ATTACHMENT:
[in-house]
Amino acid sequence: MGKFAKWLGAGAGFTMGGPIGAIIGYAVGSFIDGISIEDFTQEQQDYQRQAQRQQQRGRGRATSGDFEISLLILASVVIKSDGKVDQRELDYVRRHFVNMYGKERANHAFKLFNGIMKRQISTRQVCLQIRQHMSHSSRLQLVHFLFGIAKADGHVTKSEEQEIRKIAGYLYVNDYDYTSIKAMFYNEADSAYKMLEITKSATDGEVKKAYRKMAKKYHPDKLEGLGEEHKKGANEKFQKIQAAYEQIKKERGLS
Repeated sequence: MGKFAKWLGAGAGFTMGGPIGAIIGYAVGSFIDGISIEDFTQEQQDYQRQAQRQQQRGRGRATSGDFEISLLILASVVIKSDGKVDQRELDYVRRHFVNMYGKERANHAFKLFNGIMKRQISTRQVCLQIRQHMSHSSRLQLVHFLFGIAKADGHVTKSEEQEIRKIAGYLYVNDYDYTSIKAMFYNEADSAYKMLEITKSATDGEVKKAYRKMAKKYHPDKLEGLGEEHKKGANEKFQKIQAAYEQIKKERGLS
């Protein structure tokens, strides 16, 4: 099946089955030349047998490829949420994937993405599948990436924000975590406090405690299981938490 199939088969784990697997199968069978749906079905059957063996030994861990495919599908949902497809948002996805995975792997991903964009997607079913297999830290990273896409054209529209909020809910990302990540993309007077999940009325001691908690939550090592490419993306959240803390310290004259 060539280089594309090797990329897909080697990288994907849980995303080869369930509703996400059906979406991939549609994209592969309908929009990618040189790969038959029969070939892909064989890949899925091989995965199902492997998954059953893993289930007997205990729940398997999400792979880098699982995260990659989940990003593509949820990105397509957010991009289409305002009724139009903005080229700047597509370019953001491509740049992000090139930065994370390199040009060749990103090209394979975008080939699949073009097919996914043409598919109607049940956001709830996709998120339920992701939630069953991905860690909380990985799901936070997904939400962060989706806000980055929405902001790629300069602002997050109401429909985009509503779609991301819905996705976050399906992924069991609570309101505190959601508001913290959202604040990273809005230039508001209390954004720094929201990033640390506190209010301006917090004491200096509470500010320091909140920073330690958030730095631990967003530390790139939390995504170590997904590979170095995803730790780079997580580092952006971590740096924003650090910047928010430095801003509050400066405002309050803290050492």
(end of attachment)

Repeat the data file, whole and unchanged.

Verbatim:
[in-house]
Amino acid sequence: MGKFAKWLGAGAGFTMGGPIGAIIGYAVGSFIDGISIEDFTQEQQDYQRQAQRQQQRGRGRATSGDFEISLLILASVVIKSDGKVDQRELDYVRRHFVNMYGKERANHAFKLFNGIMKRQISTRQVCLQIRQHMSHSSRLQLVHFLFGIAKADGHVTKSEEQEIRKIAGYLYVNDYDYTSIKAMFYNEADSAYKMLEITKSATDGEVKKAYRKMAKKYHPDKLEGLGEEHKKGANEKFQKIQAAYEQIKKERGLS
Repeated sequence: MGKFAKWLGAGAGFTMGGPIGAIIGYAVGSFIDGISIEDFTQEQQDYQRQAQRQQQRGRGRATSGDFEISLLILASVVIKSDGKVDQRELDYVRRHFVNMYGKERANHAFKLFNGIMKRQISTRQVCLQIRQHMSHSSRLQLVHFLFGIAKADGHVTKSEEQEIRKIAGYLYVNDYDYTSIKAMFYNEADSAYKMLEITKSATDGEVKKAYRKMAKKYHPDKLEGLGEEHKKGANEKFQKIQAAYEQIKKERGLS
């Protein structure tokens, strides 16, 4: 099946089955030349047998490829949420994937993405599948990436924000975590406090405690299981938490 199939088969784990697997199968069978749906079905059957063996030994861990495919599908949902497809948002996805995975792997991903964009997607079913297999830290990273896409054209529209909020809910990302990540993309007077999940009325001691908690939550090592490419993306959240803390310290004259 060539280089594309090797990329897909080697990288994907849980995303080869369930509703996400059906979406991939549609994209592969309908929009990618040189790969038959029969070939892909064989890949899925091989995965199902492997998954059953893993289930007997205990729940398997999400792979880098699982995260990659989940990003593509949820990105397509957010991009289409305002009724139009903005080229700047597509370019953001491509740049992000090139930065994370390199040009060749990103090209394979975008080939699949073009097919996914043409598919109607049940956001709830996709998120339920992701939630069953991905860690909380990985799901936070997904939400962060989706806000980055929405902001790629300069602002997050109401429909985009509503779609991301819905996705976050399906992924069991609570309101505190959601508001913290959202604040990273809005230039508001209390954004720094929201990033640390506190209010301006917090004491200096509470500010320091909140920073330690958030730095631990967003530390790139939390995504170590997904590979170095995803730790780079997580580092952006971590740096924003650090910047928010430095801003509050400066405002309050803290050492």